Where's the Fat? Fish Lipids Gone Missing
Do you have a theory for why Siscowets are leaner or what this slimmer version of a fat fish might mean to the Lake Superior food web? If so, share your thoughts with us at firstname.lastname@example.org or by phone at (218) 726-8106.
The extent of the Siscowet population took fishery managers by surprise when they began looking for them in 1997 and conducted extensive surveys in 2006.3 The deeper they looked for these deep-dwelling fish, the more they found: some say over 47 million pounds of them. Without question, Siscowet Lake Trout are the most abundant predator in Lake Superior.
Before European settlement, before smelt and sea lamprey, the Ojibwa people noticed that some Lake Trout were so fat that they could burst into flames while roasting over an open flame. Hence the name "Siscowet," which translates to "fish that cooks itself." Many people still think – incorrectly – that these "fat Lake Trout," or simply "fats," are much fattier cousins of lean Lake Trout. In actuality, leans and fats are subspecies with marginally different genetic coding and somewhat divergent habitat preferences.
Despite being 10-15 times more abundant than leans, fats are rarely targeted by anglers and never become featured on restaurant menus. They are too unpalatable, both in texture and taste. Even more off-putting, they tend to harbor higher concentrations of pollutants like PCBs and chlordane, which accumulate in fat.
Entrepreneurs, however, are interested in capitalizing on Lake Superior's abundance of fish fat, which is high in healthy Omega 3 fatty acids. The idea is that the Siscowets' fats and oils could supply the nutraceutical supplement market, which can remove organic contaminants during processing.
In response to this interest, Sea Grant and others gathered in Baraga, Michigan.4 There participants got an inkling that Siscowets had fundamentally changed. Subramaniam Sathivel, Assistant Professor of Food Engineering at Louisiana State University's Agriculture Center, showed evidence that modern Siscowet fillets from 5 pound fish were less than 14% fat (wet weight). Sathivel said Siscowets had a fat content similar to sockeye salmon, which shocked those who were expecting an estimate at least three times that high.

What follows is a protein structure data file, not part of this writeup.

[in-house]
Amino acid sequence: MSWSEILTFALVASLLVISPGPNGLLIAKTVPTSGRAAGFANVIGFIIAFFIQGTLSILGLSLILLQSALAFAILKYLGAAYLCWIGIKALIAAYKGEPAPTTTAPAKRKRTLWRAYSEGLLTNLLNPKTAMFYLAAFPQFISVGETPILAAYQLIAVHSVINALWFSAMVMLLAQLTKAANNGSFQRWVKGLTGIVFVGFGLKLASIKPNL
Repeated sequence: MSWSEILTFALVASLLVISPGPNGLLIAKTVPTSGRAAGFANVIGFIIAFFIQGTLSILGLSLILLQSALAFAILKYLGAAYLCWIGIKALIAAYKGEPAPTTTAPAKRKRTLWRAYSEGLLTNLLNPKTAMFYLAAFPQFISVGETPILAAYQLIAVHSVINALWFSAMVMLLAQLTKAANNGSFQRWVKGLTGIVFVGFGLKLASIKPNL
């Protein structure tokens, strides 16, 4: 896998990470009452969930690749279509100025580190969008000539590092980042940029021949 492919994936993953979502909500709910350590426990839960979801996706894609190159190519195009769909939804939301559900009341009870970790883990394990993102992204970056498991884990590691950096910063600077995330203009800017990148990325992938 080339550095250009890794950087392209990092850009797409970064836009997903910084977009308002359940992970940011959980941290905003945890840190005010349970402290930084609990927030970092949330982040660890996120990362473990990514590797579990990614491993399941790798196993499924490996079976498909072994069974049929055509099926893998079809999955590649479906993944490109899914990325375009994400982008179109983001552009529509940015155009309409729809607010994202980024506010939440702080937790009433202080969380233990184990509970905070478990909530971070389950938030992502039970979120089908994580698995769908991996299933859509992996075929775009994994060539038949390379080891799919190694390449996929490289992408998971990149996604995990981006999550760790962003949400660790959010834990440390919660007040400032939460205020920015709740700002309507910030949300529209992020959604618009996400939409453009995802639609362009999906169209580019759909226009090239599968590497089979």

With more probing, it became clear that other studies corroborated Sathivel's estimates. Additionally, the Wisconsin Department of Natural Resources4 reports an apparent flip-flop between fats and leans in the amount of two important components of Omega 3 fatty acids. They found that modern Siscowets have less than half of the eicosapentaenoic acid (EPA) and docosahexaenoic acid (DHA) than lean Lake Trout now carry.5 The opposite was true in the late 1980s.6
If millions of fish have shed million pounds of fat, where did it go and why? Experts don't really know. However, there are theories about how the much leaner "fats" came to be:
Theory 1: There are so many Siscowets that they are on starvation rations. However, the Siscowet population seems to have declined since 1996 and their prey — deepwater ciscoes (Kiyi) — are apparently doing well. Deepwater Sculpin may be feeling a bit of the bite but they, too, are still relatively abundant.
Theory 2: Leans and fats are hybridizing. Researchers found that crosses between lean and Siscowet Lake Trout resulted in offspring with intermediate lipid levels.7 They concluded that their respective lipid levels were genetically controlled.8 However, if hybridization is the cause of the observed loss of fat, pockets of the old, high-lipid Siscowet genotype should be found; this does not appear to be the case.
Theory 3: Mixed methods make for inconsistent results. Variances in the analytical methods on the apparent slimming of Siscowets probably aren't at play, but they are worth noting. Some documented differences might be an artifact of changing analysis protocols, wet versus dry weight comparisons, portion of the fish sampled, size of fish sampled, time of year sampled, reproductive state, and misidentification of Lake Trout strains.
Theory 4: The increased metabolic cost to living a leaner life in the deep and migrating up for a meal compounds energy loss and the result has been ever-leaner Siscowets. Siscowets' high lipid levels are thought to make life possible in the deepest waters of Lake Superior.
Theory 5: The age structure of the population is different than it was 50 years ago. Younger fish tend to be less fatty. Old Siscowet are not in short supply but there is an abundance of younger Siscowet, which are eating and growing at relatively faster rates compared to the old-timers.